(seriously)

nb
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Old 14-08-2016, 10:56 PM posted to rec.food.cooking
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Default Problems Making Purified Butter / Indian Ghee

On 14 Aug 2016 21:45:39 GMT, notbob wrote:

On 2016-08-14, W wrote:
"notbob" wrote in message


pour this over a good filter......


Please elaborate on what makes a "good" filter.


I normally use a metal mesh on the base, and I put a nut butter bag on top.


OK. What is a "nut butter bag"?

(seriously)


Dunno, but it sounds similar to muslin/cheesecloth to me.


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Old 14-08-2016, 11:57 PM posted to rec.food.cooking
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Default Problems Making Purified Butter / Indian Ghee

On Sun, 14 Aug 2016 13:39:23 -0700, "W"
wrote:

"Brooklyn1" wrote in message
.. .
W wrote:
I make my own Indian Ghee from grassfed butter, using these instructions:
http://thehealthyfoodie.com/homemade-ghee/

I don't understand how ghee could end up black and looking and smelling
burned. Does anyone have a theory about what went wrong here, and is

there
anything that can be done at this point?


When preparing ghee at too high a heat the milk solids will burn.
At that point either enjoy the burnt taste or toss it out for the
critters and start over. Ghee is pricy because to do it right takes
time, you can't rush it.


Do you have any advice on preparation, either temperatures, timing, or
visual clues?


I haven't made ghee in many years but google is your friend.
However common sense would dictate to use the lowest heat your
stovetop is capable of. Unless you were after a particularly flavored
ghee I'd say to buy ready made.
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Old 15-08-2016, 12:10 AM posted to rec.food.cooking
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Default Problems Making Purified Butter / Indian Ghee

On 8/14/2016 5:56 PM, Je´┐Żus wrote:
On 14 Aug 2016 21:45:39 GMT, notbob wrote:

On 2016-08-14, W wrote:
"notbob" wrote in message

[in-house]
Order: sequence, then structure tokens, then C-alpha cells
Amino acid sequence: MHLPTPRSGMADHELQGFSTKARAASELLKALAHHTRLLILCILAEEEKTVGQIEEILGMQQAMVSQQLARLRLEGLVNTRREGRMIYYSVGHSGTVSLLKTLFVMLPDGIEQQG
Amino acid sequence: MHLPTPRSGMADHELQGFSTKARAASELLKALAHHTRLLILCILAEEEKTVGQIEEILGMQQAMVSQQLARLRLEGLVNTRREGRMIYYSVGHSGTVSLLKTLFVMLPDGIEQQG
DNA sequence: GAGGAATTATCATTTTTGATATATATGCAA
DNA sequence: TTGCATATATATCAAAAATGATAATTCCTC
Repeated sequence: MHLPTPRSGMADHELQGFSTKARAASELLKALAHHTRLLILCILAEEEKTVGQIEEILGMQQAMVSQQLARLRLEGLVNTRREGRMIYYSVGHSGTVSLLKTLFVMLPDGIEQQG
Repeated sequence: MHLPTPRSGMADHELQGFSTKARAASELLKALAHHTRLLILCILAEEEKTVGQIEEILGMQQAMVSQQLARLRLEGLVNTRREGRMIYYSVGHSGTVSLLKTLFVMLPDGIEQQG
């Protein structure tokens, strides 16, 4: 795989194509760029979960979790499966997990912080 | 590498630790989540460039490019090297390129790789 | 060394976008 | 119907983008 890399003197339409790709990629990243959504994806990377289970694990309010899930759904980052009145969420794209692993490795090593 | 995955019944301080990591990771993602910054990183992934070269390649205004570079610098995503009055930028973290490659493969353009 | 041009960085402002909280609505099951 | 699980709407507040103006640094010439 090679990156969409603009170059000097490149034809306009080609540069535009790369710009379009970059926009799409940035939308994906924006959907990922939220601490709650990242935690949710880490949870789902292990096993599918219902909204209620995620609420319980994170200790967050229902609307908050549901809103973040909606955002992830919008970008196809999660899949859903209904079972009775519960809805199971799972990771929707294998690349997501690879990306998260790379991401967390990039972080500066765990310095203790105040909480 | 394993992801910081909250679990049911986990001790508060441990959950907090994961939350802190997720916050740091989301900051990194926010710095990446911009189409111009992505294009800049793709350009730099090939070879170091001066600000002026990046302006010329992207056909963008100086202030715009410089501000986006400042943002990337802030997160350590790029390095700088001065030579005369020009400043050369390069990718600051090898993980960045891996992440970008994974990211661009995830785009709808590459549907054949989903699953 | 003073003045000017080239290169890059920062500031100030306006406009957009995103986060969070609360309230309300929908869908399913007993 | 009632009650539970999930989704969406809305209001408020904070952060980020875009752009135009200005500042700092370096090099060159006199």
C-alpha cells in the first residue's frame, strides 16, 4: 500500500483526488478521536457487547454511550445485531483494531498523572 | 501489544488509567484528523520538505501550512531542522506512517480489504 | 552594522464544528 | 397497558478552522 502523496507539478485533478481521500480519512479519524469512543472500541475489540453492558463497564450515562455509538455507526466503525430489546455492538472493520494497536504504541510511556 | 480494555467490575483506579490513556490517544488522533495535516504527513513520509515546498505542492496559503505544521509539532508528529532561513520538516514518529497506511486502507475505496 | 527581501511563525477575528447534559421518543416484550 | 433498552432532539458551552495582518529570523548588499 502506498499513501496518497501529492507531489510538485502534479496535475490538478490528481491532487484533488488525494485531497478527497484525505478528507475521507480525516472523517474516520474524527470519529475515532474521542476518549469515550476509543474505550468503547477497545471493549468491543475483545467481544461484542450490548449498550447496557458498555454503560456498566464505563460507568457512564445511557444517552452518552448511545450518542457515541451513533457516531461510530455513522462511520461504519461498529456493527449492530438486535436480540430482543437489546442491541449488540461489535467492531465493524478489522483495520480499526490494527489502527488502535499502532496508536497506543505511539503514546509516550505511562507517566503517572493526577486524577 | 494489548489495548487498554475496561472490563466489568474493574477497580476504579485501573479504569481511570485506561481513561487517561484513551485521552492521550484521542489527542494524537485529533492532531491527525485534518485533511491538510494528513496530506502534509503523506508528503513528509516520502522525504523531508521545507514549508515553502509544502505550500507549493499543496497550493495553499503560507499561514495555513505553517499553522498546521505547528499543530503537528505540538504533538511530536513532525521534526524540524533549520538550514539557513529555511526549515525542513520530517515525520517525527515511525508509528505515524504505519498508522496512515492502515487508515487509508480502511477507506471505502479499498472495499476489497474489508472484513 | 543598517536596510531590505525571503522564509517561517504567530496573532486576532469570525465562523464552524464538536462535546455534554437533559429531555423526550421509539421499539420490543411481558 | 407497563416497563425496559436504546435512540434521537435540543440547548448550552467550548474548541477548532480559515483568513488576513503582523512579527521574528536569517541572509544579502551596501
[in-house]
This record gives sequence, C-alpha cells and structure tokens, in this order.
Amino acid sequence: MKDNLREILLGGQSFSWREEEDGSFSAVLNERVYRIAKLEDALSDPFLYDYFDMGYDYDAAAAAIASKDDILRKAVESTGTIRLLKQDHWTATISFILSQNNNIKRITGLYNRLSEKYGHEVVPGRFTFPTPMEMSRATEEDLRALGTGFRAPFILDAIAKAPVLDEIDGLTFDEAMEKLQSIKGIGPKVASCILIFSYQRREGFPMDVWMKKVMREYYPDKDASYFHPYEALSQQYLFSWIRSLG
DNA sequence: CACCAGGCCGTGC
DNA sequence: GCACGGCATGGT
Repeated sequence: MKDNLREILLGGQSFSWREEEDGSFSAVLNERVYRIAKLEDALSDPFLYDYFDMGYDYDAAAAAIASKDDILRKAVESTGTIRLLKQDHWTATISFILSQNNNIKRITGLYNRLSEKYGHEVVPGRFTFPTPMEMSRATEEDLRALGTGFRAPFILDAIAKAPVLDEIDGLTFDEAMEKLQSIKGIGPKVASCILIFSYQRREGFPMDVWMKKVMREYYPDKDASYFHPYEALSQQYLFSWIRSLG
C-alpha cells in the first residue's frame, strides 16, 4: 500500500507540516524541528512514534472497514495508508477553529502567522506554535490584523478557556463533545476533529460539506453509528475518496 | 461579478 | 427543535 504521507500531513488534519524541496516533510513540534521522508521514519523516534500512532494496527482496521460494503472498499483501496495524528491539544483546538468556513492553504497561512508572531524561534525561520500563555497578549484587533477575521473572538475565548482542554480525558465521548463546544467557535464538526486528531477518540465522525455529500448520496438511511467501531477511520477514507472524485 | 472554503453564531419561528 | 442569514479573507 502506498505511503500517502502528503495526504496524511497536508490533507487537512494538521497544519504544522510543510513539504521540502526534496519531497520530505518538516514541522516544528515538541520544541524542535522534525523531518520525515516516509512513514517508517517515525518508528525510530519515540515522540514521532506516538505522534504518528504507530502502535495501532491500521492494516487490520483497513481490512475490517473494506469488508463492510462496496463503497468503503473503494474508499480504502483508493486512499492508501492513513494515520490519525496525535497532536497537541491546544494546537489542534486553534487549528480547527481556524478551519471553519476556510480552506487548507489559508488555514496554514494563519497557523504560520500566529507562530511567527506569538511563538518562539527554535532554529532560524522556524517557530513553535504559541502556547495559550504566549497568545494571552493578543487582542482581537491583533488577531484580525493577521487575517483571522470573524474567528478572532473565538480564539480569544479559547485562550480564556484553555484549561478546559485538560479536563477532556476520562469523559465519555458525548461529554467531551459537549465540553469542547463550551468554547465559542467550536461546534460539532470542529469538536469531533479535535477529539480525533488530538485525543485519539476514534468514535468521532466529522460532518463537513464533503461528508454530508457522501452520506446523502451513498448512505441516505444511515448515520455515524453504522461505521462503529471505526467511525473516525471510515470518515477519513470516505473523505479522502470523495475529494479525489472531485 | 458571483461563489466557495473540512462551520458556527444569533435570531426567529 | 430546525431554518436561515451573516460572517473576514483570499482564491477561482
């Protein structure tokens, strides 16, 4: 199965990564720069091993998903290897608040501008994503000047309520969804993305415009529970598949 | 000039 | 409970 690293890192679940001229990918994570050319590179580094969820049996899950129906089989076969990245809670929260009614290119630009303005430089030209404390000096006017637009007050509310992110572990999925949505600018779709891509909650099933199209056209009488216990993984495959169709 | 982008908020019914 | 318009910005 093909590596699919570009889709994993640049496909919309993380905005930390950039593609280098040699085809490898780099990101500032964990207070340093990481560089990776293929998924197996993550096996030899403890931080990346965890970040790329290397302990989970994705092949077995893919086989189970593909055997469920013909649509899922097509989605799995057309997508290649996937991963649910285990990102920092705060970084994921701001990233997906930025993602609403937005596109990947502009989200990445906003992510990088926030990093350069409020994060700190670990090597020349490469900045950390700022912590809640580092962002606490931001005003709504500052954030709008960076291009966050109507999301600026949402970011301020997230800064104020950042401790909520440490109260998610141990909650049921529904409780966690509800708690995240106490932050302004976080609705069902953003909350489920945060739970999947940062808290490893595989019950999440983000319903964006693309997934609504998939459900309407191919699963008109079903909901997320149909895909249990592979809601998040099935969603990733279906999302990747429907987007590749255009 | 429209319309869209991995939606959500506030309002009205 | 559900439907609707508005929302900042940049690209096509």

pour this over a good filter......


Please elaborate on what makes a "good" filter.


I normally use a metal mesh on the base, and I put a nut butter bag on top.


OK. What is a "nut butter bag"?

(seriously)


Dunno, but it sounds similar to muslin/cheesecloth to me.


Or a mesh that holds peanut butter or suet for the birds to feed on.
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Old 15-08-2016, 12:21 AM posted to rec.food.cooking
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Default Problems Making Purified Butter / Indian Ghee

On 2016-08-14, Ed Pawlowski wrote:

On 8/14/2016 5:56 PM, Je???us wrote:


On 14 Aug 2016 21:45:39 GMT, notbob wrote:


OK. What is a "nut butter bag"?


Dunno, but it sounds similar to muslin/cheesecloth to me.


Or a mesh that holds peanut butter or suet for the birds to feed on.


Howzabout you bozos quit guessing and let the person I asked, answer?

nb
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Old 15-08-2016, 12:33 AM posted to rec.food.cooking
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Default Problems Making Purified Butter / Indian Ghee

On 14 Aug 2016 23:21:06 GMT, notbob wrote:

On 2016-08-14, Ed Pawlowski wrote:

On 8/14/2016 5:56 PM, Je???us wrote:


On 14 Aug 2016 21:45:39 GMT, notbob wrote:


OK. What is a "nut butter bag"?


Dunno, but it sounds similar to muslin/cheesecloth to me.


Or a mesh that holds peanut butter or suet for the birds to feed on.


Howzabout you bozos quit guessing and let the person I asked, answer?


Was that so terrible, was it? 'Howzabout' you 'jes' go and ****
yourself.
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Old 15-08-2016, 12:52 AM posted to rec.food.cooking
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Default Problems Making Purified Butter / Indian Ghee

On Mon, 15 Aug 2016 07:56:30 +1000, Je▀us wrote:

On 14 Aug 2016 21:45:39 GMT, notbob wrote:

On 2016-08-14, W wrote:
"notbob" wrote in message


pour this over a good filter......


Please elaborate on what makes a "good" filter.


I normally use a metal mesh on the base, and I put a nut butter bag on top.


OK. What is a "nut butter bag"?

(seriously)


Dunno, but it sounds similar to muslin/cheesecloth to me.


Nut butter bags:
http://www.trojanbrands.com/en/condoms